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Rights and permissions#

docupike distinguishes between functional rights and permissions to access specific information in the documentation.

Additive and inherited#

Both rights and permissions can be add to any user, group or role. You can add a right/permission directly to a user. Otherwise, add a right/permission indirectly to a group or role to inherit it to linked users.


Even complex configurations are possible: Use the role admin which already has all rights and permissions. Create a group Network engineers and link it to the role admin. Then, create the user Jane Doe and link it to the group Network engineers. In the end, Jane Doe has all rights/permissions inherited from the role admin.


A right allows a user to use a certain function or to define administrative settings. Go to Settings > Rights to configure rights.



A permission grants a user access to a specific set of documented information. Got to Settings > Permissions to configure permissions.

Permissions are always enforced – no matter which context the user is in. For example, they affect the results shown in reports and responses from the API.

Permissions come in two flavors: Category and attribute permissions define the parameters in which a user can access information within objects available as categories and attributes, whereas object lifecycle permissions define whether users are allowed to create, archive, restore or delete objects.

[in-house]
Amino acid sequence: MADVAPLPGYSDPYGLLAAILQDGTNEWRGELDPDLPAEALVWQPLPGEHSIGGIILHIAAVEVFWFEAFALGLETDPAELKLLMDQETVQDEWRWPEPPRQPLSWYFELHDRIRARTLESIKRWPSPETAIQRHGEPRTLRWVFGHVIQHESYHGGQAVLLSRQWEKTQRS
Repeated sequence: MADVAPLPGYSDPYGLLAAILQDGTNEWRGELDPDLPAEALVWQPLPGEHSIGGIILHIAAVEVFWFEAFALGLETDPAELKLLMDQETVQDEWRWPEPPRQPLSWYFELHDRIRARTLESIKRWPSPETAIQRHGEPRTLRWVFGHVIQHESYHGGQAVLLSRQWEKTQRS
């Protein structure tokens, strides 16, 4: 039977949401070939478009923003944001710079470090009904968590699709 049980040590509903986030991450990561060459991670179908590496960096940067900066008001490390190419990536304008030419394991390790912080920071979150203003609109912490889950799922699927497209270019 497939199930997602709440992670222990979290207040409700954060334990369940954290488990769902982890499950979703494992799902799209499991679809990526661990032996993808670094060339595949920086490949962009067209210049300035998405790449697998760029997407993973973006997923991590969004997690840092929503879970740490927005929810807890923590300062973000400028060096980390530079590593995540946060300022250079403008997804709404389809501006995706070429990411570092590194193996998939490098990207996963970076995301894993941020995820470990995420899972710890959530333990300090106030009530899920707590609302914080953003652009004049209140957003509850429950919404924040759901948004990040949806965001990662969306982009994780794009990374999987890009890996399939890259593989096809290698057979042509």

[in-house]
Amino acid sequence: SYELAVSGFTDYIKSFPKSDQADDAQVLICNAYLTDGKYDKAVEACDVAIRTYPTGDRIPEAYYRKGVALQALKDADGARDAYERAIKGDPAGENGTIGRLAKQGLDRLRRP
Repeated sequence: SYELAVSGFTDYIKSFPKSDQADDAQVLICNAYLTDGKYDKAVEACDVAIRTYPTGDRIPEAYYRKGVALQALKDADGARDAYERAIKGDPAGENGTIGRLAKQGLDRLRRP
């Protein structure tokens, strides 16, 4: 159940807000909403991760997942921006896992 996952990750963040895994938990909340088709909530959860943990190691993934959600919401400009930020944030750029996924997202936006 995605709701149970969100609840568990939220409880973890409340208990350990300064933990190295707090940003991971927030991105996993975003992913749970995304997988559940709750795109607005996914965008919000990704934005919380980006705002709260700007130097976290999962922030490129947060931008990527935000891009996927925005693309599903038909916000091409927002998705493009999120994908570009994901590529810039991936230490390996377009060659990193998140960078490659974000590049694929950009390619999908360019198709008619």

Category and attribute permissions#

The first part for this kind of permission is the definition of a scope of objects where the permission applies to. The scope can be either

  • All objects: Permission applies to all objects in the whole documentation.
  • Objects in class: Permission applies to all objects that are within a specific class
  • Specific object: Permission applies to a single selected object.
  • Objects in location: Permission applies to all objects that reside in a defined location (or even in a location hierarchically below).
  • Own created objects: Permission applies to all objects that are created by the user itself.

The second part is the selection of categories and attributes the permission should apply to and of actions which are particularly allowed. You can either choose a specific category or all categories. The same applies to attributes. You can either choose all attributes or a specific one.

The last part is the definition of the permitted actions that the user is allowed to execute: either create, read, edit or delete information or any combination of them.


The group Customer support is allowed to edit all attributes in the category Model for all objects that are in the object class Printer.

Object lifecycle permissions#

This kind of permissions are needed to enable a user to create, archive, restore or delete objects. You need to define which class (or all classes) a permission applies to and which permission actions the user is allowed to execute. These actions can also be combined.


As an network engineer the user Jane Doe is allowed to create, archive and delete objects within the object class Switch.